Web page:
Benjamin Franklin identified himself throughout his life as a printer. He was that, but his interests and contributions to humanity far exceed the mere production of words on a page. He was a prolific writer on diverse topics, including philosophy, weather, humor, political opinion, the nature of governments, the nature of man, science, and more.
His experiments and observations in electricity informed scientists in Europe, with whom he corresponded as an equal. He was a shrewd and effective diplomat, representing first the colonies to an increasingly hostile government in England, and then to a French court from whom he obtained a treaty of alliance, helping America to gain its independence.
He provided a steady and calm presence to the Second Continental Congress, helping to smooth over frequently contentious and always emotional debates over America’s future. He repeated that role at the Constitutional Convention when the delegates reached impasse after impasse, guiding the opposing factions to find workable compromises. He founded America’s first free lending library and was instrumental in establishing its first urban fire department. Both his native Boston and his adopted Philadelphia honor him, and he is equally memorialized in London and Paris.
A man of contradictions, Franklin invented a wood stove which served to heat drafty rooms more evenly than a fireplace, but he espoused the healthful benefits of “airbathing” – the practice of sitting naked before an open window in cold air. He was fond of swimming and was often spotted swimming stark naked in the waters of the Schuylkill River in Philadelphia, or the Seine in Paris.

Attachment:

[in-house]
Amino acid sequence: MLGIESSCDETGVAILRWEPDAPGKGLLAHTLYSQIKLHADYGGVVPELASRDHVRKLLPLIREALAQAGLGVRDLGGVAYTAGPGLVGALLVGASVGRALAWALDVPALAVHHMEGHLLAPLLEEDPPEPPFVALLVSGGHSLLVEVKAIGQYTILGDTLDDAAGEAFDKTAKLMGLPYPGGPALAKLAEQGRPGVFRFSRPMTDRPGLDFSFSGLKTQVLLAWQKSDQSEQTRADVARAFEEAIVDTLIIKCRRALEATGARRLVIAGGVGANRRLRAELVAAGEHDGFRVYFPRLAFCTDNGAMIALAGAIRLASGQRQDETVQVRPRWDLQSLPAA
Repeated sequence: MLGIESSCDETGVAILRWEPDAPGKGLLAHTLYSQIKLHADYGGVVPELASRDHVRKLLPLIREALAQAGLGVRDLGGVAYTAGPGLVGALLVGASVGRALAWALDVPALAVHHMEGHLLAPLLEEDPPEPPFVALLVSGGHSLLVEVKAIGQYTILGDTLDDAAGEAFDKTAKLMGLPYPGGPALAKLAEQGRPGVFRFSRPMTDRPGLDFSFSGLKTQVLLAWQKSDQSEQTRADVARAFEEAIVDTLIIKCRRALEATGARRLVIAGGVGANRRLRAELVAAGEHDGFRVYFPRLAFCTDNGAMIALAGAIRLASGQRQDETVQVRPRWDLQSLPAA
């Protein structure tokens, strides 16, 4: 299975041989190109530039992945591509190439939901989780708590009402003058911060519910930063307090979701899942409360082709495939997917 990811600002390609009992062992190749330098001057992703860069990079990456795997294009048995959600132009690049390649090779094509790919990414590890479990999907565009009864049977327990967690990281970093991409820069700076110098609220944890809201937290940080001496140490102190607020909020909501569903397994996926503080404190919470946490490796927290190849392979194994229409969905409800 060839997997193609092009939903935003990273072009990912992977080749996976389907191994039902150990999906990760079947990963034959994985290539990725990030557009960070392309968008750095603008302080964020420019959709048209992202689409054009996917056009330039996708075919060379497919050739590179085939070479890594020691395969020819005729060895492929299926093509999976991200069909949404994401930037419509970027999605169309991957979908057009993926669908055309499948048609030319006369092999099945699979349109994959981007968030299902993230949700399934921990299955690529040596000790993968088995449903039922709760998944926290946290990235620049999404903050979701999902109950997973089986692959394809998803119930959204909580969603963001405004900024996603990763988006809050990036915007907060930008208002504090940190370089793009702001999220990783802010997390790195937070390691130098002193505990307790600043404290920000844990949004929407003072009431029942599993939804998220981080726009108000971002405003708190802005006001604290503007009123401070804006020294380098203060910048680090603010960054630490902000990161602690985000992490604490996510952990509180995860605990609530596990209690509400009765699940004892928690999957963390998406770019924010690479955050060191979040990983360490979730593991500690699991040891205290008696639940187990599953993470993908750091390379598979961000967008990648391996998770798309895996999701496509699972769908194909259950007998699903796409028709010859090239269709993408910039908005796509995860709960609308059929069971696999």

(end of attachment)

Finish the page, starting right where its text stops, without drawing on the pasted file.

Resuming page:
He developed a musical instrument in which glasses with varying amounts of water therein were transported via a revolving mechanism to within reach of the player’s fingers. The musician rubbed his fingers on the rims of the glasses to produce musical tones. Mozart wrote several pieces specifically for harmonica, so would Beethoven in a later day. His advice was sought in all areas of expertise, including the subject of women and marriage.
Some of Franklin’s most memorable and humorous observations – and advice – were on the subject of women. When Franklin first went to France he was well into his seventies, but he rapidly became to women what today would be known as a sex symbol. Franklin played that role to the hilt, and used it to enhance his – and by extension America’s – image as a virile and active nation. The role continued in his personal life, where he was always something of what was called a rake in his day, – a womanizer – and his musings in published works and private letters reflected his attitudes.
It is sometimes difficult to determine when he is merely being amusing and when serious, but his letters on the subject of women – while probably not considered politically correct today – remain pertinent. One of the most famous, and infamous, was a letter of advice addressed to one young man, but clearly intended for all young men.